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There's no beverage of moderation, only the practice of moderation.

Understanding Moderation

Part of responsible drinking is understanding that a standard drink of beer, distilled spirits and wine each contains the same amount of alcohol. It's not what you drink, it's how much that counts.

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There's no beverage of moderation, only the practice of moderation.

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For more than 75 years, the spirits industry has adhered to a rigorous set of standards for beverage alcohol advertising and marketing. Click here to learn more about the Code.

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Wisconsin Assembly Committee Hears Spirits Tasting Bill

February 8, 2012 02:30 PM

For Immediate Release - 2/8/2012
Contact: Public Affairs
Telephone: 202-682-8840

Local distillers cheer customer-friendly legislation

MADISON, WI – Wisconsinites could soon have an opportunity to sample distilled spirits at liquor stores under new legislation heard today in the Assembly Homeland Security and State Affairs Committee, according to the Distilled Spirits Council (DISCUS), a national trade association representing thousands of liquor brands sold in Wisconsin. 

Assembly Bill 480, sponsored by Assemblymen Joel Kleefisch, would give adult consumers the opportunity to sample up to three separate one-half ounce samples of spirits in any one calendar day at a pre-planned tasting event.

Guy Rehorst, Founder of Great Lakes Distillery in Milwaukee and a craft distiller member of the Distilled Spirits Council, testified before the Assembly Homeland Security and State Affairs Committee in support of spirits tastings.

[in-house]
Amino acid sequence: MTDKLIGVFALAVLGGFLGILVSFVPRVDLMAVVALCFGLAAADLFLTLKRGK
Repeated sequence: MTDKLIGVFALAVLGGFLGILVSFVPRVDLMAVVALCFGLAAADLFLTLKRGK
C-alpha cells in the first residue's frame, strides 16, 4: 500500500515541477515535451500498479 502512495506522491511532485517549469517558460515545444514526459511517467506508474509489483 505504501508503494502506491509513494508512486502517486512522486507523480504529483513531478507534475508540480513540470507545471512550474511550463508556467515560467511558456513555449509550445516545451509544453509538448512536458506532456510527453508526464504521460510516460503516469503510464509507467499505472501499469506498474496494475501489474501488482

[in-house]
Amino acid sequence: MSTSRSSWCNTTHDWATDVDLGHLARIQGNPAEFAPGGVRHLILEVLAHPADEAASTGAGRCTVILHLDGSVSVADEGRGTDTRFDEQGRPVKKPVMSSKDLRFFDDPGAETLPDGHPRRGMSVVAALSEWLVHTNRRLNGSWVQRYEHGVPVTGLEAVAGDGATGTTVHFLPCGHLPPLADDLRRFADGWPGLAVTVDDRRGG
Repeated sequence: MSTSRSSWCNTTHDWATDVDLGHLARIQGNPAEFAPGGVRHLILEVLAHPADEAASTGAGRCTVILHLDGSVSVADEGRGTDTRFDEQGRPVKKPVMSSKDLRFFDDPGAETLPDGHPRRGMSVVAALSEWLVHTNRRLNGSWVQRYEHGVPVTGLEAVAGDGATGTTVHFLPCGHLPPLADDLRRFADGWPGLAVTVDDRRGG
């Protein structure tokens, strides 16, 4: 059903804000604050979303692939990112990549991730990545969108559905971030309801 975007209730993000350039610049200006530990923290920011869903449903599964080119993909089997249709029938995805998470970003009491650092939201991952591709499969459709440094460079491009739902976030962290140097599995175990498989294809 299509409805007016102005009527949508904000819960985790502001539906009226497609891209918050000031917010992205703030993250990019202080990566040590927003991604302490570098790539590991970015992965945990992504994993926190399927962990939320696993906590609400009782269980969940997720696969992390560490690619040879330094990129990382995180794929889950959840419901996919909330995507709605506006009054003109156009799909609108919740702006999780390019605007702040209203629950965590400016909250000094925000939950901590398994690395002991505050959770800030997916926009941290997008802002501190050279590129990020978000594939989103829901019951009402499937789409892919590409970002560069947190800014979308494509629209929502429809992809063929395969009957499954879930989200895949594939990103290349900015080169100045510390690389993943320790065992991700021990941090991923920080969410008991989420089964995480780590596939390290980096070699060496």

“Tasting events help me get my product in front of customers who may otherwise never have a chance to try it,” Rehorst said. “Like wine and beer tastings, spirits tastings are a long-standing and responsible means by which customers can make better informed buying decisions.  Tools like tasting events allow small producers and retailers to better serve their customers – and that’s good for Wisconsin.”  

Rehorst also pointed out that Wisconsin’s growing craft distilling industry now includes seven distilleries statewide. Spirits tastings events will help position Wisconsin’s craft distilling industry for continued growth, which in turn will help increase revenue for the state, he said.

“States across the country are updating their liquor laws to reflect modern convenience and demand,” said DISCUS Vice President Dale Szyndrowski, noting that spirits tastings ultimately generate revenue for the state by boosting consumer interest in premium products. 

Since 2009, eight governors have signed spirits tasting legislation for a total of 35 states that allow tasting events at liquor stores, according to DISCUS.  Already in 2012, Wisconsin is one of seven states considering legislation to allow distilled spirits tastings at liquor stores.  The other six include: Georgia, Kansas, Oklahoma, Rhode Island, Utah, and West Virginia. 



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